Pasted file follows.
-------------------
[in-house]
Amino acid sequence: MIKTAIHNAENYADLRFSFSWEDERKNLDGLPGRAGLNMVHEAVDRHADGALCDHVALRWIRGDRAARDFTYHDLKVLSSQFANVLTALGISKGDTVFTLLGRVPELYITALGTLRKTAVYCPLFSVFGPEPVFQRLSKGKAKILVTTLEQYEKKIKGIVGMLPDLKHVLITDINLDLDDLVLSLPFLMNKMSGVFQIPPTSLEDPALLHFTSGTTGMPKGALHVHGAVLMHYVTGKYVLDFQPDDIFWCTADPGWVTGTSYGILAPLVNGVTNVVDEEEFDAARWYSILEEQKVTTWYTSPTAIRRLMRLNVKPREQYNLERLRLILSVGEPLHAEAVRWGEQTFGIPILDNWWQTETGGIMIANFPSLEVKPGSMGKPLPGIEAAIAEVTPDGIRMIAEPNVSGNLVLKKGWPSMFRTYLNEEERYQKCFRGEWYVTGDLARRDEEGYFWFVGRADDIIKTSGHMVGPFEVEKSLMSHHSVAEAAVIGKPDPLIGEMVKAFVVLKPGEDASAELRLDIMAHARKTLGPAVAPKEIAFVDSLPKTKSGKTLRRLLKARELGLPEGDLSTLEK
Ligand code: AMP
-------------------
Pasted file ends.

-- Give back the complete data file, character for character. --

[in-house]
Amino acid sequence: MIKTAIHNAENYADLRFSFSWEDERKNLDGLPGRAGLNMVHEAVDRHADGALCDHVALRWIRGDRAARDFTYHDLKVLSSQFANVLTALGISKGDTVFTLLGRVPELYITALGTLRKTAVYCPLFSVFGPEPVFQRLSKGKAKILVTTLEQYEKKIKGIVGMLPDLKHVLITDINLDLDDLVLSLPFLMNKMSGVFQIPPTSLEDPALLHFTSGTTGMPKGALHVHGAVLMHYVTGKYVLDFQPDDIFWCTADPGWVTGTSYGILAPLVNGVTNVVDEEEFDAARWYSILEEQKVTTWYTSPTAIRRLMRLNVKPREQYNLERLRLILSVGEPLHAEAVRWGEQTFGIPILDNWWQTETGGIMIANFPSLEVKPGSMGKPLPGIEAAIAEVTPDGIRMIAEPNVSGNLVLKKGWPSMFRTYLNEEERYQKCFRGEWYVTGDLARRDEEGYFWFVGRADDIIKTSGHMVGPFEVEKSLMSHHSVAEAAVIGKPDPLIGEMVKAFVVLKPGEDASAELRLDIMAHARKTLGPAVAPKEIAFVDSLPKTKSGKTLRRLLKARELGLPEGDLSTLEK
Ligand code: AMP